Hello? Is anyone there?
Secondly, let's talk about connectivity. When we are connected, we can communicate about what we need and what we have, and we can coordinate with each other about matching those haves and needs. When the communications infrastructure (the internet and/or cell phone data) we've come to rely on so heavily goes down (or was never there to begin with, as in some austere areas), issues of timing (sometimes called "gaps") emerge—a request for food in one region might be addressed through other means by the time the message reaches its target audience, or perhaps diapers become even more necessary than soup as the soup delivery starts on its path to the point of stated need. If communication infrastructure is up, the delivery person can be called to come back or to reroute to a place that needs their payload more. If the centralized data pipes go down in these times, what are ways folk work around them? Some excellent initiatives exist based on addressing the challenge of connectivity without an internet backbone, like Commotion Wireless and Project Byzantium, as well as many proprietary services. But these often rely on either long-term embeddedness with a community (like how the community Commotion Network in Redhook mattered during Superstorm Sandy response [PDF]) or rapid (read: expensive) setup through official channels which is also often proprietary and only for state-sanctioned response groups. We have ongoing political struggles with corporations like Comcast about the ability to set up community mesh networks and local internet service providers, and it's worth continuing to build better tech and to push on that issue from many angles. (Those include our work on right to access as with our work with the Media Democracy Fund, as a political issue as with the Electronic Frontier Foundation, or as an issue of public health and safety in disaster times). However, we arguably have everything we already need right in our pockets. Wind Farm is incredibly useful for this context. Instead of a network being static (you're not prone to moving your internet modem around the office), it assumes people have tiny storage and sufficient connectivity options in their pockets via their phones, and will be near each other as well as moving between synchronizing points. Based on this, we should be able to propagate communication and therefore coordinate with each other even when the backbone is down. Hirdonelle's Listening Centers with Bluetooth file transfer is an example of what these networks might look like in practice. And when it comes to updating and using maps, OpenStreetMap's new Portable OSM might come in handy.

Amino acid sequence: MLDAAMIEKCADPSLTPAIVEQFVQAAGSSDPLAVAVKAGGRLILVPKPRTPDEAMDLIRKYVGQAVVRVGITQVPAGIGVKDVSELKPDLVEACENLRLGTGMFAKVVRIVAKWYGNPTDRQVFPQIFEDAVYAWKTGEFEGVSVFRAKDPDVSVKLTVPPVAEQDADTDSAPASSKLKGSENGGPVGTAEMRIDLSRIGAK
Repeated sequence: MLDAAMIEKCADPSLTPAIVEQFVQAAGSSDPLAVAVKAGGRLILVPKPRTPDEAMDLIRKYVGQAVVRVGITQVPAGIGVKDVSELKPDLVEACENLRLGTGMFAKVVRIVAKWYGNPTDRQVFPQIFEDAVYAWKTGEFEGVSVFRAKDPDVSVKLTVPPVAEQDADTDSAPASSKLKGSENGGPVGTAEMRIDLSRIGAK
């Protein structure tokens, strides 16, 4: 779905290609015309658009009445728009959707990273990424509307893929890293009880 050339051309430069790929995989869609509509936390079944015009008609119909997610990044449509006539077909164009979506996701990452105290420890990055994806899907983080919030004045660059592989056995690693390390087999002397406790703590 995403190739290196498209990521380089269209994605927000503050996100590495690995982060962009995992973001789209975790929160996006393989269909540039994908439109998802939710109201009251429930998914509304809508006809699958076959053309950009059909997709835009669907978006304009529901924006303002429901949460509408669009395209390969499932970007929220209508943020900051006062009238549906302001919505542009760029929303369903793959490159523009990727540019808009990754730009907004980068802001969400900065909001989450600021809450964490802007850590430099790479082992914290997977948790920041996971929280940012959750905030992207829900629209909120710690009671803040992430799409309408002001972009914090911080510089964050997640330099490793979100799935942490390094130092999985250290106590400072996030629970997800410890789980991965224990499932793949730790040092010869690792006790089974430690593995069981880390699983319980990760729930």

We'll be stitching all this together to create a safe but proximal way for HumTechFest participants to base conversations in a shared experience. We will be doing a workshop at HumTechFest to playfully discover how we would communicate and coordinate while facing scarcity and an internet blackout of sorts.